ONE IN THREE CANADIANS SEE TECHNOLOGY
AS A THREAT TO THEIR JOBS
Is your job under threat from computerization? According to the
latest Randstad Workmonitor study, which surveys employees in
33 countries around the world, one in four Canadians believe their
jobs could vanish in a few years due to the rise of technology.
Advancements in technology have always threatened certain
industries. From giant corporations to university libraries and
start-up businesses, employers are using rapidly improving tech-nology
and workers are concerned they will be competing against
machines that will continue to become more powerful, cheaper
and easier to use. The survey found 68 per cent of Canadians see
the impact of technology as an opportunity, while 32 per cent see
it as a potential threat.
According to Tom Turpin, president of Randstad Canada,
although some jobs may disappear over time because of technolog-ical
advancements, innovation can offer exciting and stimulating
opportunities in all types of industries.
“As an example, computerization may have reduced the demand
for typists and switchboard operators, but also increased the num-ber
of more highly skilled and computer savvy administrative
assistants,” said Turpin. “Technology has also burgeoned entirely
new industries and occupations such as app designers, digital mar-keting
specialists, big data architects or social media managers.”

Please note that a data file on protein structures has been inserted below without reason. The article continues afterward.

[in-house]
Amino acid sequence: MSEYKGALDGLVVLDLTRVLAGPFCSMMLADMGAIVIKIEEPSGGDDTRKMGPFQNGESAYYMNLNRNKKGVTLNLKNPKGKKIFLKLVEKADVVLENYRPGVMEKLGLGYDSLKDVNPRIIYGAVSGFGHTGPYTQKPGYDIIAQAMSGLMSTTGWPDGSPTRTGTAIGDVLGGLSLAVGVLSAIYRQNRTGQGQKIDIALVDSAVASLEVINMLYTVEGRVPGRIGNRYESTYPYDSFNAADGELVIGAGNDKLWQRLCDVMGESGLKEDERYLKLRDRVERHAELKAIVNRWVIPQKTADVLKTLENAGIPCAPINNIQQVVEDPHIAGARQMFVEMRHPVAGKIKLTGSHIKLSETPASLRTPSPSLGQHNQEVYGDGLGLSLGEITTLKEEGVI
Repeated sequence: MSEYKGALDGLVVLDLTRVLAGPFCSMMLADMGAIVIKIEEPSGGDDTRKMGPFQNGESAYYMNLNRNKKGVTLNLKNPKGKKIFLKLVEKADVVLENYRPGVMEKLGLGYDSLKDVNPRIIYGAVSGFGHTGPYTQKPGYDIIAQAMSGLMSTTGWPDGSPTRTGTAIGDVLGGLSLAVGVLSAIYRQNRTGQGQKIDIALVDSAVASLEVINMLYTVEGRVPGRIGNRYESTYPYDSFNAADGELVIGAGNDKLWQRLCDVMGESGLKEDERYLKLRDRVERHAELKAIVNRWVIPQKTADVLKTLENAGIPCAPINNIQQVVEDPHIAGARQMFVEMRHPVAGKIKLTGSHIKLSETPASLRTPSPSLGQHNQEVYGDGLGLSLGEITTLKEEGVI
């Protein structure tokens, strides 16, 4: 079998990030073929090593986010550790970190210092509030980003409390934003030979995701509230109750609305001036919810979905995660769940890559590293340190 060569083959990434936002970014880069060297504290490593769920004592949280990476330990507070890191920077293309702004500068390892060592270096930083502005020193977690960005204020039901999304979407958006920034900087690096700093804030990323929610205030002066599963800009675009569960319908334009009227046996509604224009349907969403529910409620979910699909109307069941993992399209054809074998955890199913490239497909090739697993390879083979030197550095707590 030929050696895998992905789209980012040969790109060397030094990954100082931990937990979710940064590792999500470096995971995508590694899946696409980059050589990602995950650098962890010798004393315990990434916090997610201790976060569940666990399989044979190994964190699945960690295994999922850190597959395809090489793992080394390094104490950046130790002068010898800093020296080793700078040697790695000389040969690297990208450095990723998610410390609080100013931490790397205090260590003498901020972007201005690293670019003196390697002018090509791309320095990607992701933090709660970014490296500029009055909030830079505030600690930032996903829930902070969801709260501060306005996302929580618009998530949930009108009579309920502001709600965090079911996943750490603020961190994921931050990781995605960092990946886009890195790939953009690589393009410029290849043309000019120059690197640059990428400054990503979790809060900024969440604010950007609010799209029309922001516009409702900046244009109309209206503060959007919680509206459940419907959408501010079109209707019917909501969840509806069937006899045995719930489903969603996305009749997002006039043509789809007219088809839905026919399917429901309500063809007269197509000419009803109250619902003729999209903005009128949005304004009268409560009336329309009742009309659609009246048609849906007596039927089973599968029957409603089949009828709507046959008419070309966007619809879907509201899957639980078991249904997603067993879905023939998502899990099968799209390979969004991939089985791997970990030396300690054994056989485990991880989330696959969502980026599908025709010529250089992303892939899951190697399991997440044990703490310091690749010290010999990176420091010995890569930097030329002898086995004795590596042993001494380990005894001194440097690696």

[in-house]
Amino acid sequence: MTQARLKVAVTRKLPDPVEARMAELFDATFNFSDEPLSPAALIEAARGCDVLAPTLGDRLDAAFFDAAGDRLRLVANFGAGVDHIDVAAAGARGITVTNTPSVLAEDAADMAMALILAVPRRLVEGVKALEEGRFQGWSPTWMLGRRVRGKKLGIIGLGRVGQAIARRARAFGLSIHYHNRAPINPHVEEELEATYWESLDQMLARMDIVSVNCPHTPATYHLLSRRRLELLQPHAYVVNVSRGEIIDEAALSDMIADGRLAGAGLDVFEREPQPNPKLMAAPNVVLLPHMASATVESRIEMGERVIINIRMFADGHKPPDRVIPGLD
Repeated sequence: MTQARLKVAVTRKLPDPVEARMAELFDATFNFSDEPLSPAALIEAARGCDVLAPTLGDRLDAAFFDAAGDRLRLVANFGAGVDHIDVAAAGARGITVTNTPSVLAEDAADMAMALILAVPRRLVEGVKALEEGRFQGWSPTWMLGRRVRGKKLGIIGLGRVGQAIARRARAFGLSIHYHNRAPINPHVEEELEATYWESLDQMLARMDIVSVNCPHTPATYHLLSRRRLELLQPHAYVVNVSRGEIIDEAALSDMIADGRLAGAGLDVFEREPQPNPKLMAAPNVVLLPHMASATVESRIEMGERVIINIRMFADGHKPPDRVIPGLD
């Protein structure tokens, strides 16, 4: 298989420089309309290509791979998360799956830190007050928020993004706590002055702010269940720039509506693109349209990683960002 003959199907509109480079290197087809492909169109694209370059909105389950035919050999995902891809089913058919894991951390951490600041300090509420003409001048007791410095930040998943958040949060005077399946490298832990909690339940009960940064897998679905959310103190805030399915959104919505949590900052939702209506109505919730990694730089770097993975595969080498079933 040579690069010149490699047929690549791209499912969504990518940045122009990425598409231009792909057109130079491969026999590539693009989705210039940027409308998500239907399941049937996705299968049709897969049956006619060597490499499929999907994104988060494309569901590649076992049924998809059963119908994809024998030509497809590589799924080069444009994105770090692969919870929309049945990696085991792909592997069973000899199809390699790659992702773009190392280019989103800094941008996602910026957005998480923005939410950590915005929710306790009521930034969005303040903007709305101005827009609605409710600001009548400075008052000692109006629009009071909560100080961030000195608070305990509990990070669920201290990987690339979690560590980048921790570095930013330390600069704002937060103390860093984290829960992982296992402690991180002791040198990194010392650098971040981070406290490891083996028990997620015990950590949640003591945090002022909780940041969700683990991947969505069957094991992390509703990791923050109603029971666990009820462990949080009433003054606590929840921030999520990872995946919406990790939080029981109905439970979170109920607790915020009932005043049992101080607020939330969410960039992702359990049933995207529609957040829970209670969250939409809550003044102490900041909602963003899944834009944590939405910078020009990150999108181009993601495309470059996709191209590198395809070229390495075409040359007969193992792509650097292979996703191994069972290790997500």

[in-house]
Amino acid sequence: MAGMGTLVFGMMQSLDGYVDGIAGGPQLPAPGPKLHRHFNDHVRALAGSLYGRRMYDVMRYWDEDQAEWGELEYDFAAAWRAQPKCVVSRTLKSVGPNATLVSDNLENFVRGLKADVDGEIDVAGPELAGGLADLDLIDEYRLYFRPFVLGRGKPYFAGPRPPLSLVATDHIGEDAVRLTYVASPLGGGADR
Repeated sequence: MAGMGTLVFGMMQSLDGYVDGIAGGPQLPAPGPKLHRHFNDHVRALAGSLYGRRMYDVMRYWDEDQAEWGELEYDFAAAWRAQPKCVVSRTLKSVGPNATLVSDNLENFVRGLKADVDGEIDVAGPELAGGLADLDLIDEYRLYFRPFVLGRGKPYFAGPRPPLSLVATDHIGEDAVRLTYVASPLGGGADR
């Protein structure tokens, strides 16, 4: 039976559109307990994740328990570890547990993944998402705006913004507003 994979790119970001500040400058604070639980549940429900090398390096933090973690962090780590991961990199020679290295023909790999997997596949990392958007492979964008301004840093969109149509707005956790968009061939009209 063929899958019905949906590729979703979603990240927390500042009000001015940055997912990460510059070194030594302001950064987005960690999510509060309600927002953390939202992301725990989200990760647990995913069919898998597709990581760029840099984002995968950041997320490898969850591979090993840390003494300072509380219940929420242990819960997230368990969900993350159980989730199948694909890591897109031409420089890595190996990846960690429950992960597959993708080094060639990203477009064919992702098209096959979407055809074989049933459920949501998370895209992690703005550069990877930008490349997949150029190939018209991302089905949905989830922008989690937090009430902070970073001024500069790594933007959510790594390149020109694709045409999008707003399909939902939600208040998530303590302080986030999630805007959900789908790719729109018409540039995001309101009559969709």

So what can be done to help workers ride the wave of techno-logical
change? According to Turpin, these facts and figures do not
need to be treated as doom and gloom, but instead, should make
us more aware of skills necessary for future work.
THE MOST OVERUSED BUZZWORDS AND
PHRASES IN THE WORKPLACE
While today’s workplace is awash with buzzwords and clichés,
certain terms and phrases are more common than others, ac-cording
to an Accountemps survey of HR managers. “Dynamic,”
“deep dive” and “leverage” were among the most overused busi-ness
buzzwords cited by those polled.
The survey was conducted by an independent research firm
and is based on interviews with more than 600 HR managers
at U.S. and Canadian companies with 20 or more employees.
“When it comes to effective communication in the work-place,
the importance of clarity cannot be stressed enough,”
said Dianne Hunnam-Jones, Canadian district president of
Accountemps. “To avoid ambiguity and confusion when com-municating,
the use of buzzwords and industry jargon should
be avoided in favour of straightforward and uncomplicated
HRPATODAY.CA ❚ NOVEMBER/DECEMBER 2014 ❚ 9